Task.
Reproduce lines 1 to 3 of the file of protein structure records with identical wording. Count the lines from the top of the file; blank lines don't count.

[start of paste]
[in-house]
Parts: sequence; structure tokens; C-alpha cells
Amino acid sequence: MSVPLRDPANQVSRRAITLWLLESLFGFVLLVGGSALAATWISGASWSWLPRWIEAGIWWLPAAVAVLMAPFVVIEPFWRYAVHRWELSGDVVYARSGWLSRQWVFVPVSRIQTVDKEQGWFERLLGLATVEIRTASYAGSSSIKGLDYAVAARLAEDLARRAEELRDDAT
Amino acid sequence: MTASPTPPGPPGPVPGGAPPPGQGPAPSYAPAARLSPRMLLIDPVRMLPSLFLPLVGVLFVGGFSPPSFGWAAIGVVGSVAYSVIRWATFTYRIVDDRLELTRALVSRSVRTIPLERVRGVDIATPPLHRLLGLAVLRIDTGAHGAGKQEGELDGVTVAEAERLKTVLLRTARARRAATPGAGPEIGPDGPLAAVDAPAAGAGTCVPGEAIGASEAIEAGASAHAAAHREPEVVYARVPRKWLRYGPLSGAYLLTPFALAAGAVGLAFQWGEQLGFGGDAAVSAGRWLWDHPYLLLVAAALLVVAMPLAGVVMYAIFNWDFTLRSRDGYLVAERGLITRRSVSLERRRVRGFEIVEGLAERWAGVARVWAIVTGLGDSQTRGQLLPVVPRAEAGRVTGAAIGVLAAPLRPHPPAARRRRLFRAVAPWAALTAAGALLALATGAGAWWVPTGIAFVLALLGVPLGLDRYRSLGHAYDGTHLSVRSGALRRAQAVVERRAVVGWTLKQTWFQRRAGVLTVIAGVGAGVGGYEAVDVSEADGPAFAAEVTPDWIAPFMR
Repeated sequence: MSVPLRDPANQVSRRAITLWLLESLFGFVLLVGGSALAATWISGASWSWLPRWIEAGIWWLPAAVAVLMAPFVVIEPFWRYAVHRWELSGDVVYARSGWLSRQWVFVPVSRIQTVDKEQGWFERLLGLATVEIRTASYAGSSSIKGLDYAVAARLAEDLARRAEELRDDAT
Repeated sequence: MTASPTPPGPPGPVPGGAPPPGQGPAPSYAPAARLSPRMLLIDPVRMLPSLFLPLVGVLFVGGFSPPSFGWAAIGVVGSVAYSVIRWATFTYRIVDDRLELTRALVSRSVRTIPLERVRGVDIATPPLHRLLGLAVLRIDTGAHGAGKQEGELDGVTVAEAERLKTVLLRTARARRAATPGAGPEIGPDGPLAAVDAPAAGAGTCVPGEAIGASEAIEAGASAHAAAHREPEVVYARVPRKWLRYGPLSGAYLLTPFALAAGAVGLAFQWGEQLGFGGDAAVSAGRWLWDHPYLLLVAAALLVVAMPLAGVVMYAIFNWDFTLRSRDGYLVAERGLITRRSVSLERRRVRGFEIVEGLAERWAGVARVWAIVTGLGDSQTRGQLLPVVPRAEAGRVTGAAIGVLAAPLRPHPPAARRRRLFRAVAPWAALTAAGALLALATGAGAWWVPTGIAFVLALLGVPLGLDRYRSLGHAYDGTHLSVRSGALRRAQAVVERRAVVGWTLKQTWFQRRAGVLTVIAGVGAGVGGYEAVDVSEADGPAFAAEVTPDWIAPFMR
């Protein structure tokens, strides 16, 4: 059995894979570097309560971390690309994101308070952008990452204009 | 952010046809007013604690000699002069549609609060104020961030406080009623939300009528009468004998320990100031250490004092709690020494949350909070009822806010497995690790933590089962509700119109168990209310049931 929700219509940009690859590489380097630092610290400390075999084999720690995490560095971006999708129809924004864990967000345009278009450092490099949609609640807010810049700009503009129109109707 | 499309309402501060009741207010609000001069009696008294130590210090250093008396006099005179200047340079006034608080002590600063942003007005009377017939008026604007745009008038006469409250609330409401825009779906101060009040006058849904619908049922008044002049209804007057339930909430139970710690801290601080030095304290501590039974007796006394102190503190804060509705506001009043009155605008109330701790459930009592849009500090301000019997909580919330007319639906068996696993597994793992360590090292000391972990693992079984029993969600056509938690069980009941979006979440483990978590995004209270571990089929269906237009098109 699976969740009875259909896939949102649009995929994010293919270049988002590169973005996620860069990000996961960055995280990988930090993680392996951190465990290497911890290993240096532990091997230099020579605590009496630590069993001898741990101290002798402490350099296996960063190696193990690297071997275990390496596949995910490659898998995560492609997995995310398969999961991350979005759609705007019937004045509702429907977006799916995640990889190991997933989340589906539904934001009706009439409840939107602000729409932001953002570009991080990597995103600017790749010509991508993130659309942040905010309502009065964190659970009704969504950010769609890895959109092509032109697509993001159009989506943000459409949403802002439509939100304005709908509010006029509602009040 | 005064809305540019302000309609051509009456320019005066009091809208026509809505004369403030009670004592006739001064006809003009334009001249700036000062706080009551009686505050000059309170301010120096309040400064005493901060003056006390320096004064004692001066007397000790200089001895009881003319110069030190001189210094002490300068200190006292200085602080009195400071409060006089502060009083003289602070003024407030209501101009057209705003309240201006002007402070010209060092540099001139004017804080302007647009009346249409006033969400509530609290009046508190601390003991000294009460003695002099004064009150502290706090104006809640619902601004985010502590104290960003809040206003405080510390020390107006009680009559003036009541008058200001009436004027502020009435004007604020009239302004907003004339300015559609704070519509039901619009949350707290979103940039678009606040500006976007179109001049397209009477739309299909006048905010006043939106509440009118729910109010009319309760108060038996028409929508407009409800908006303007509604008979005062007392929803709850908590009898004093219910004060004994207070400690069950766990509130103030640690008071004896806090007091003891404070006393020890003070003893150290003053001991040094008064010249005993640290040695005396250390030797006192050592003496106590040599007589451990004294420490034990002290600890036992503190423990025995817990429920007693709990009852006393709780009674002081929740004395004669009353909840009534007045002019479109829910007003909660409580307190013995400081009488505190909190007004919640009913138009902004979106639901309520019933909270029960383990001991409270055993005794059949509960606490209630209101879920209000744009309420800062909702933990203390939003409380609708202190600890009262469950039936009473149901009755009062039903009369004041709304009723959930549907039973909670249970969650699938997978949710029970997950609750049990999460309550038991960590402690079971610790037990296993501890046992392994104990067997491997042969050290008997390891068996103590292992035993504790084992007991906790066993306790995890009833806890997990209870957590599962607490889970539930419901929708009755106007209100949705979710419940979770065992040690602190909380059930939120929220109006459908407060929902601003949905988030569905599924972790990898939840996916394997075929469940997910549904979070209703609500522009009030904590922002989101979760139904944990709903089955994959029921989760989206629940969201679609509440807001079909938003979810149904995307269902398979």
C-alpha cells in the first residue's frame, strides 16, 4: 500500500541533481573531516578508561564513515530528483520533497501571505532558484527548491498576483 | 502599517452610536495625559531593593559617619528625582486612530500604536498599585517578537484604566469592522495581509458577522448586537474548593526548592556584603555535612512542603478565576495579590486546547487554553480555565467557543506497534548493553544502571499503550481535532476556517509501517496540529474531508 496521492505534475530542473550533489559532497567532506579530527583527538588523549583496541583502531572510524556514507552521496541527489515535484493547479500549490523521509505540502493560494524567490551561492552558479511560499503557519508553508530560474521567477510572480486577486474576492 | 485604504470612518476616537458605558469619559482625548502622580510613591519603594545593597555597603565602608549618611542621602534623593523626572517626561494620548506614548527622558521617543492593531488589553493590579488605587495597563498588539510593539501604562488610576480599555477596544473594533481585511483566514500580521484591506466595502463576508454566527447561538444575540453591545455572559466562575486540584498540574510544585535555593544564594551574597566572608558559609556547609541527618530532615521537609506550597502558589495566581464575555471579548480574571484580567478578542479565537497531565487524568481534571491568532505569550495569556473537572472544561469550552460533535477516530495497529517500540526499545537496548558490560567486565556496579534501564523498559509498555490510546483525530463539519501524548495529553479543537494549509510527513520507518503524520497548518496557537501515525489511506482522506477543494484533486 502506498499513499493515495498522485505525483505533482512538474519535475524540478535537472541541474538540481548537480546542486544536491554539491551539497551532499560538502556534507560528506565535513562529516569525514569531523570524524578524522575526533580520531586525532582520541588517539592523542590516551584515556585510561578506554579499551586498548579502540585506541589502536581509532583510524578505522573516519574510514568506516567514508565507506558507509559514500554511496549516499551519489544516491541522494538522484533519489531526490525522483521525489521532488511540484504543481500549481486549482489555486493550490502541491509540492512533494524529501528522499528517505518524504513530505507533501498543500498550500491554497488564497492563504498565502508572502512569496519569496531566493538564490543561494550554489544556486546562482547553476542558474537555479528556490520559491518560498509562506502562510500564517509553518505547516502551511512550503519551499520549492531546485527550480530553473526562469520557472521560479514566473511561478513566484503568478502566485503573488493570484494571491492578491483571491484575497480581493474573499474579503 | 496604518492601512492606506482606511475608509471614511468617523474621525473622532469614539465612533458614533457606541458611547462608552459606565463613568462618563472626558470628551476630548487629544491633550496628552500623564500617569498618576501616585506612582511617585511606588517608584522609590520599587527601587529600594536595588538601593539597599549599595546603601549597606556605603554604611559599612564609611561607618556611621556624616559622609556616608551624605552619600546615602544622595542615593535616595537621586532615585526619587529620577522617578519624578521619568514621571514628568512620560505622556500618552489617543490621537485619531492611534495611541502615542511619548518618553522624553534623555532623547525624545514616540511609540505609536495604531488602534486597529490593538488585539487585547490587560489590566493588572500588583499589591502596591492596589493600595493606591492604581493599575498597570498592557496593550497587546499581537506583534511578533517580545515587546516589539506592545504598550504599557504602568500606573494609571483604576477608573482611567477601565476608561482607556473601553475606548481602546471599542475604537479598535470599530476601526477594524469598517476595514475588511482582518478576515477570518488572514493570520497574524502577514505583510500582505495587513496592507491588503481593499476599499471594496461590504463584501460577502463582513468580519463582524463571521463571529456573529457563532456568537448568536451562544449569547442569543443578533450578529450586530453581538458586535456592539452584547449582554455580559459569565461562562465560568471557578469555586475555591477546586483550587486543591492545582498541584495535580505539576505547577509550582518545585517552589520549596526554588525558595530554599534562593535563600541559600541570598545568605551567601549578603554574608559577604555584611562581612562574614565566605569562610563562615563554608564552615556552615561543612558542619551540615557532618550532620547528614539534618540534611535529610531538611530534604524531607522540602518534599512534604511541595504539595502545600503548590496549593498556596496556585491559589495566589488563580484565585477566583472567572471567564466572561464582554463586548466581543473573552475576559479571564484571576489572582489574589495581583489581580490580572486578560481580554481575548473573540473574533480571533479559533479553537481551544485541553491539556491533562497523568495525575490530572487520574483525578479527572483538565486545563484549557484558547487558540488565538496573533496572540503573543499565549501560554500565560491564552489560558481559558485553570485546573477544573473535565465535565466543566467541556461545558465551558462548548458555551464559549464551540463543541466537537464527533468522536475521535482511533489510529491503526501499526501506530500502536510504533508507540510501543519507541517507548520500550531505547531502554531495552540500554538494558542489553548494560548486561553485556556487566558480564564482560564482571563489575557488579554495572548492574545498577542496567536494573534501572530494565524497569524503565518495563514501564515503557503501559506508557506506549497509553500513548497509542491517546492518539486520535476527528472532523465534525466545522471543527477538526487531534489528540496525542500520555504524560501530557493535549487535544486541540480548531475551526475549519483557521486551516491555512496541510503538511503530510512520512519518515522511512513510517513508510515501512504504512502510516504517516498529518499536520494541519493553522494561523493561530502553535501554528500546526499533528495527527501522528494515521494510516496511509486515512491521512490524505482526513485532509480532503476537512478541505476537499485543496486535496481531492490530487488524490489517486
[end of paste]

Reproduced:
[in-house]
Parts: sequence; structure tokens; C-alpha cells
Amino acid sequence: MSVPLRDPANQVSRRAITLWLLESLFGFVLLVGGSALAATWISGASWSWLPRWIEAGIWWLPAAVAVLMAPFVVIEPFWRYAVHRWELSGDVVYARSGWLSRQWVFVPVSRIQTVDKEQGWFERLLGLATVEIRTASYAGSSSIKGLDYAVAARLAEDLARRAEELRDDAT